A quick online search of the words “native speaker” shows language classes offered by native speakers, professional translation services that claim to only employ native speakers, and qualifications for what makes someone a native speaker or a non-native speaker. Deciphering what really matters when it comes to being a native-speaker requires an understanding of the linguistic concepts of language acquisition and development. This is tricky, as there are as many definitions of these terms as there are language researchers.
First, we have to pin down the elusive meanings of “native language” and “mother tongue.” Making this distinction is crucial, especially when it comes to picking a medical translator for a healthcare organization. Traditionally, mother tongue is regarded as the language acquired during early childhood. In other words, it is the language a person learned from their parents and spoke at home. If their parents spoke more than one language with them, this might make the person bilingual, but not necessarily a native speaker of both languages. The native language is the language learned at school, while in a country where that language is used in society. According to this definition, a person becomes proficient in a language when they receive instruction on the rules that govern meaning, phrase and sentence structure, the relationships between words, phrases and sentences, and their interpretation within context. For instance, second or third generation Hispanics in the United States may have learned Spanish at home and be able speak it, and yet still have difficulty writing it properly. However, they will have received their education in the US school system and therefore will be proficient in English. Two research surveys confirm that 61% of Hispanic immigrants are more proficient in speaking and reading in Spanish than they are in English, whereas Spanish is dominant in only 6% of second-generation Hispanics and not dominant at all in the third generation. Although as many as half of them are bilingual, English dominance increases from one generation to the next.
Furthermore, language acquisition can occur in different ways and in multiple countries. What happens if the person has attended school in different countries where different languages were spoken? In a case such as this, it should be considered what level of education was achieved in each country. Looking deeper into this example, if the person came to the US when they were eight years old, the language proficiency will generally remain at the level where the formal language education was interrupted.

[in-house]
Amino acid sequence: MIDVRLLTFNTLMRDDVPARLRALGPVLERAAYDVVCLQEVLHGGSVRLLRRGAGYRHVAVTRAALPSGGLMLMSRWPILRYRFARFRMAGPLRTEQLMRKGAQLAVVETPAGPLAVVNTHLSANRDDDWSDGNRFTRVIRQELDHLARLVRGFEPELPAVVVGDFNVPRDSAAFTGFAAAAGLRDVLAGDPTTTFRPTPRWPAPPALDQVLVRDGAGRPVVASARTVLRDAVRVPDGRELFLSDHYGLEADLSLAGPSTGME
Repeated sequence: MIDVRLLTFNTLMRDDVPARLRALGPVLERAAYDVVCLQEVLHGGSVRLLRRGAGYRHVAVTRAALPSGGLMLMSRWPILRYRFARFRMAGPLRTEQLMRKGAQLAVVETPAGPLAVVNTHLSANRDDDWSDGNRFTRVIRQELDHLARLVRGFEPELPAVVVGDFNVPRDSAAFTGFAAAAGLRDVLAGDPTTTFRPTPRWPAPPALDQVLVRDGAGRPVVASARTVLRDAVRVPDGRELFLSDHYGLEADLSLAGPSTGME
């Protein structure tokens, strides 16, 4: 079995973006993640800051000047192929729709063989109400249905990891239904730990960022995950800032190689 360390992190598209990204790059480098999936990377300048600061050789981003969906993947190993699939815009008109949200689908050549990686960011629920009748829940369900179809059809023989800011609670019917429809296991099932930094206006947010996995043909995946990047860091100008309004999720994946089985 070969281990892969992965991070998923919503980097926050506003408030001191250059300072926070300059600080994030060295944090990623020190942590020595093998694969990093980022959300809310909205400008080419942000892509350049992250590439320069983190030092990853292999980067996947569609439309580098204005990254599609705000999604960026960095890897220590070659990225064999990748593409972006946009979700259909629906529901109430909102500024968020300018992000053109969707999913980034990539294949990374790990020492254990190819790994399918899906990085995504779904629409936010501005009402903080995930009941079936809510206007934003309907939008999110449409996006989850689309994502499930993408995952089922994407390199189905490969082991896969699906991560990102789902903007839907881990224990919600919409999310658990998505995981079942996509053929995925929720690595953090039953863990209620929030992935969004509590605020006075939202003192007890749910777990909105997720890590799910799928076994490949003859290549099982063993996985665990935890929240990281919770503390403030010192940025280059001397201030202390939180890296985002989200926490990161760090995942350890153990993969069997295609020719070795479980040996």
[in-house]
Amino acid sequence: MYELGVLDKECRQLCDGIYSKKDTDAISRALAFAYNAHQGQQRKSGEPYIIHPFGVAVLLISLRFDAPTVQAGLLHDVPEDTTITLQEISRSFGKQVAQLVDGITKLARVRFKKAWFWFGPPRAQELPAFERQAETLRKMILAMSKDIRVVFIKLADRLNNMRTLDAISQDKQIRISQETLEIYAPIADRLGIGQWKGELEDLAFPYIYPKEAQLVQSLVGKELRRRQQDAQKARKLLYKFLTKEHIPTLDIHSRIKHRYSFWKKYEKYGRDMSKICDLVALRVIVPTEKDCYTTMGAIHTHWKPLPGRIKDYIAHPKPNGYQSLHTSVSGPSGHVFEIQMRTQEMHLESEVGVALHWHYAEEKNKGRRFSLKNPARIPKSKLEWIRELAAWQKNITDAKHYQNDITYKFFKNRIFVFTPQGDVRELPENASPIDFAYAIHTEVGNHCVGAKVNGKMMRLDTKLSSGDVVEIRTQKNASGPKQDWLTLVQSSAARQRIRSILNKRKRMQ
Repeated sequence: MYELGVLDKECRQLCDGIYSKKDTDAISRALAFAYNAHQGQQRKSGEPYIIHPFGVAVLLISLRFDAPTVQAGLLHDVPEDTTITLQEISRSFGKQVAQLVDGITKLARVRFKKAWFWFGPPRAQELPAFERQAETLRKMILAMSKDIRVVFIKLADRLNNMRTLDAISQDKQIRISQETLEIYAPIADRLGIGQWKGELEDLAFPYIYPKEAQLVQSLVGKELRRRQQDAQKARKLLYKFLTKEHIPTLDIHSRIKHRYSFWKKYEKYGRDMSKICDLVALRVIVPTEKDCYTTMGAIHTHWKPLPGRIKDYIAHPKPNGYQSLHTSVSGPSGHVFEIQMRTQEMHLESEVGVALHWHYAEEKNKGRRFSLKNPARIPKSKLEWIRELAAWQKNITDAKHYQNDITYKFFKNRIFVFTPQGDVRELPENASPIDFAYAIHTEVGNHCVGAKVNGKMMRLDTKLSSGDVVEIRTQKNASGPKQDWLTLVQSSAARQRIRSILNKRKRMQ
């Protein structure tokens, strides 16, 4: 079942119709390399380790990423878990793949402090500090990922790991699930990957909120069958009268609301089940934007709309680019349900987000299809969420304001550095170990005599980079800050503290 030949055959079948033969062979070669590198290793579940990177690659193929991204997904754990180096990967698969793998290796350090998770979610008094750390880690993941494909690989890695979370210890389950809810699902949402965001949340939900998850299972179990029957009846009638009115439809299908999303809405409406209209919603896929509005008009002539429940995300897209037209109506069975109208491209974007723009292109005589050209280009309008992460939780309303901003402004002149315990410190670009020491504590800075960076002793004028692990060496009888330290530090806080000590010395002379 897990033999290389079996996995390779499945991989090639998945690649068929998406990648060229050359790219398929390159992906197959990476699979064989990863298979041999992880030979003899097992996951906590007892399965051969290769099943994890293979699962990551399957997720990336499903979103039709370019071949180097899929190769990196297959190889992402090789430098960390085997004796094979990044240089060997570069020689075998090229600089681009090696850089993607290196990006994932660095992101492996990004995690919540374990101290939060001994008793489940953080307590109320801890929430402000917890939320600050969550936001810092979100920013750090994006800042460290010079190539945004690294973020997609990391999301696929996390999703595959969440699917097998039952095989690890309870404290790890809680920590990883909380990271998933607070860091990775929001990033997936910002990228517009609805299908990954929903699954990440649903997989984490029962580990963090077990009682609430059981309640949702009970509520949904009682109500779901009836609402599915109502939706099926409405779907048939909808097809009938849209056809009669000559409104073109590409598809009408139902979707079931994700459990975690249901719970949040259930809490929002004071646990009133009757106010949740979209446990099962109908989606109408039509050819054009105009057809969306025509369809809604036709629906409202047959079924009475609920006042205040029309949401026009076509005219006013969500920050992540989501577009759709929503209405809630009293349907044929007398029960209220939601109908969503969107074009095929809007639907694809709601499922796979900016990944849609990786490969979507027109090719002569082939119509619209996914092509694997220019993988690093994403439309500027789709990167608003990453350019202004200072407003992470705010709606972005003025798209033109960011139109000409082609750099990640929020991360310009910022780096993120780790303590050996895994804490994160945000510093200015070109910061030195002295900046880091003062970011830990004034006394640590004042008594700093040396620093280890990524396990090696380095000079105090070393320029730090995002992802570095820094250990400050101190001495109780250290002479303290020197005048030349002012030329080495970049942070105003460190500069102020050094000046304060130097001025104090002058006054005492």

Exploring the different scenarios in which people become bilingual gives us some insights as to why it is important for healthcare organizations to rely on professional translation services, and not merely on their bilingual staff or the family members of patients. Professional medical translators have received advanced education in both languages, have expert knowledge of medical terminology, and translate written documents into their native language. The final point, that of translating into one’s native language, is important not only in terms of language proficiency, but also to avoid language interference.
Language interference is a term language researchers use to describe how bilingual people borrow phonetic and grammatical expressions and structures from their native language to render ideas in the second language. This is why the direction in which the translator works is important. In other words, if the translator translates into their second language, errors can be traced back to structures of the native language.
Errors and readability in medical translation have a clinical impact. There are countless examples of life-threatening mistranslations, which is all the more reason why making sure medical translators are educated and have health literacy in the language into which they are translating is so important.
Is Your Translator Really a Native Speaker?